A baby Tasmanian tiger collected 108 years ago has provided enough high-quality genetic material for researchers to sequence the animal’s entire genome, creating one of the best such genetic blueprints for an extinct animal.
Announced this week in Nature Ecology & Evolution, the genome has revealed details about the marsupial’s evolution and its decline toward extinction—and is a crucial step in plans to clone the creature and potentially bring the species back from the dead.
The Tasmanian tiger, or thylacine, was a wolf-size carnivorous marsupial once common across Australia. It became extinct on the mainland 3,000 years ago but survived on the southern island of Tasmania until human hunters, supposedly trying to protect their livestock, drove it to extinction in the early 20th century.
The last known thylacine died in Hobart Zoo in 1936, but the species may have persisted in the wild into at least the 1940s. The species was declared extinct in 1982. (Learn more about de-extinction in National Geographic magazine.)
Researchers wanted a better look at thylacine genes to help them understand why the predatory marsupials evolved to look and act so much like wolves. These two groups of animals last shared a common ancestor 160 million years ago, and yet they independently led very similar lifestyles in different parts of the world.
“The thylacine and the dog [or wolf] is the closest example of convergent evolution that we’ve ever seen measured between any two species,” says lead author Andrew Pask at the University of Melbourne. Since scientists already have robust genomes for dogs and related species, sequencing the extinct animal’s genome would help them look for convergent similarities in their genes, helping them understand evolution at a molecular level.
“If two animals adapt to look almost identical, do you see that also reflected in their genome – can you actually find parts of their DNA that evolve to look very similar?” he says.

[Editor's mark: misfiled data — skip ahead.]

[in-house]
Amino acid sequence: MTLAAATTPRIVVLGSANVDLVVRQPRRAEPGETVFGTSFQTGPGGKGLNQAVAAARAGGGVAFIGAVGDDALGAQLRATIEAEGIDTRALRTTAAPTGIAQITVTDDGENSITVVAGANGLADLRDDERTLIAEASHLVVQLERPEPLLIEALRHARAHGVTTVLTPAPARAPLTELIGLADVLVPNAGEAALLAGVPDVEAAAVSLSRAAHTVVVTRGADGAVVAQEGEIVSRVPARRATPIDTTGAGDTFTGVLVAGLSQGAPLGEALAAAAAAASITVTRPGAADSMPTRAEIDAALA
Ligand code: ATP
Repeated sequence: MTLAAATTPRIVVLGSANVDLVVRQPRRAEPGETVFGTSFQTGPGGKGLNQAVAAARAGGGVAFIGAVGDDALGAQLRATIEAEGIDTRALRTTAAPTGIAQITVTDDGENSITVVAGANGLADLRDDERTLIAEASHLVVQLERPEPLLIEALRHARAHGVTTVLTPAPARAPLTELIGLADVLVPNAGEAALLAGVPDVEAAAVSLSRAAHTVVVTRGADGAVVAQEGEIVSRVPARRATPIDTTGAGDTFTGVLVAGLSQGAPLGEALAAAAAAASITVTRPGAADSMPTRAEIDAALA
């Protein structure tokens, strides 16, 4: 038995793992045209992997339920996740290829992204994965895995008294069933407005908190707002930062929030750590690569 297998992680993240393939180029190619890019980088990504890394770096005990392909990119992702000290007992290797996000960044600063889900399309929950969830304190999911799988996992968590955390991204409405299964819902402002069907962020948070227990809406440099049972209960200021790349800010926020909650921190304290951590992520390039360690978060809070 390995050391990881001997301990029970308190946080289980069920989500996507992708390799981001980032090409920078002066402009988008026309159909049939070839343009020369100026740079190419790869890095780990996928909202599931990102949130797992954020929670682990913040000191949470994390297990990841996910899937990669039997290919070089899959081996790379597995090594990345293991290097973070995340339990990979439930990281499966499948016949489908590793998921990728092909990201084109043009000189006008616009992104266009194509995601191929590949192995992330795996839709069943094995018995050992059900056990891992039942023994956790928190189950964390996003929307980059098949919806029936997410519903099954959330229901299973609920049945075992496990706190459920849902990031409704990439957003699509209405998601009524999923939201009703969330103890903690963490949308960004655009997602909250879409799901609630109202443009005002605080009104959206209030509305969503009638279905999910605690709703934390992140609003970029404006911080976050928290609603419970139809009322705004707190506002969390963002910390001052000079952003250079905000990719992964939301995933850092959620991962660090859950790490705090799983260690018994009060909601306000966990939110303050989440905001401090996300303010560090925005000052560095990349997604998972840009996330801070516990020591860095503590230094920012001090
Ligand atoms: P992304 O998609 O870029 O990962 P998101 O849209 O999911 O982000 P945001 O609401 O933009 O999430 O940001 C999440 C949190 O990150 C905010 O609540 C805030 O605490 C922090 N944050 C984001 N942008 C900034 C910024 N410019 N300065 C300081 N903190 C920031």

In 2008, Pask’s team was the first to take genetic material from an extinct species and make it function inside a living one, inserting thylacine DNA involved in bone and cartilage development into mouse embryos.
At that time, the DNA sequences they had were highly degraded, making sequencing an entire genome almost impossible. About 750 thylacine specimens are held in museums, and most are pelts or bones with little viable DNA. But, 13 young were removed from their mother’s pouches and preserved in ethanol, and one of the babies sampled had surprisingly well-preserved genetic material.
“This pouch young seems to be a magical specimen that happens to have really good intact DNA,” Pask says.
Comparing the finished genome to one from dogs, the team found that the two animals did not, in fact, independently evolve similarities in their genes, despite their oddly similar looks and behaviors. Pask says there may be similarities in when genes are turned on and off during development, which will be explored in a future project.
But the researchers did make a novel discovery: Genetic diversity in the thylacine population plummeted sometime between 70,000 and 120,000 years ago. That’s unexpected, because scientists had long thought that the animal’s diversity declined much more recently.
“We always assumed that the thylacine, like the Tasmanian devil, had got really restricted genetic diversity once isolated on Tasmania, and that was only 10,000 to 15,000 years ago, when a land bridge to the mainland closed over,” Pask says.
Instead, the species may have been affected by climate change, which led to a shift in vegetation at around that time. The discovery suggests that thylacines were already declining on the mainland long before Aboriginal people arrived in Australia sometime before 65,000 years ago.
Resurrecting a Tiger?
Human hunting ultimately wiped out the thylacine, though, which is why some experts hope the new genome may one day become a tool for resurrecting the extinct animal.
“Among all the recent extinctions, this is one where the blame lies indisputably with us, so perhaps it should be a candidate up there with the passenger pigeon,” says Ross Barnett, an evolutionary biologist and expert on ancient DNA at Durham University in the U.K.
Mike Archer, a paleontologist and expert on de-extinction at the University of New South Wales in Sydney, led a pioneering project that explored thylacine cloning in the early 2000s, and in 2013, his team succeeded in cloning embryos of another extinct species, the gastric brooding frog.
“There’s a lot of work down the road to do this, but what I think Pask’s group has demonstrated is that what we would have thought 20 years ago was a ridiculous impossibility is increasingly possible,” Archer says.
Pask admits that while he would love to be able to bring the thylacine back, “making a whole functional genome, as opposed to having a sequenced genome, are two very different things, so that’s a big hurdle to get across.” He is nevertheless hopeful that one day it might be possible to take a related marsupial, uncover all the differences between the genomes, and edit those differences to re-create a thylacine.
“It would be at least a decade before we have the technologies to really start to pursue de-extinction,” he estimates. “But you never know how fast some of these technologies will develop.”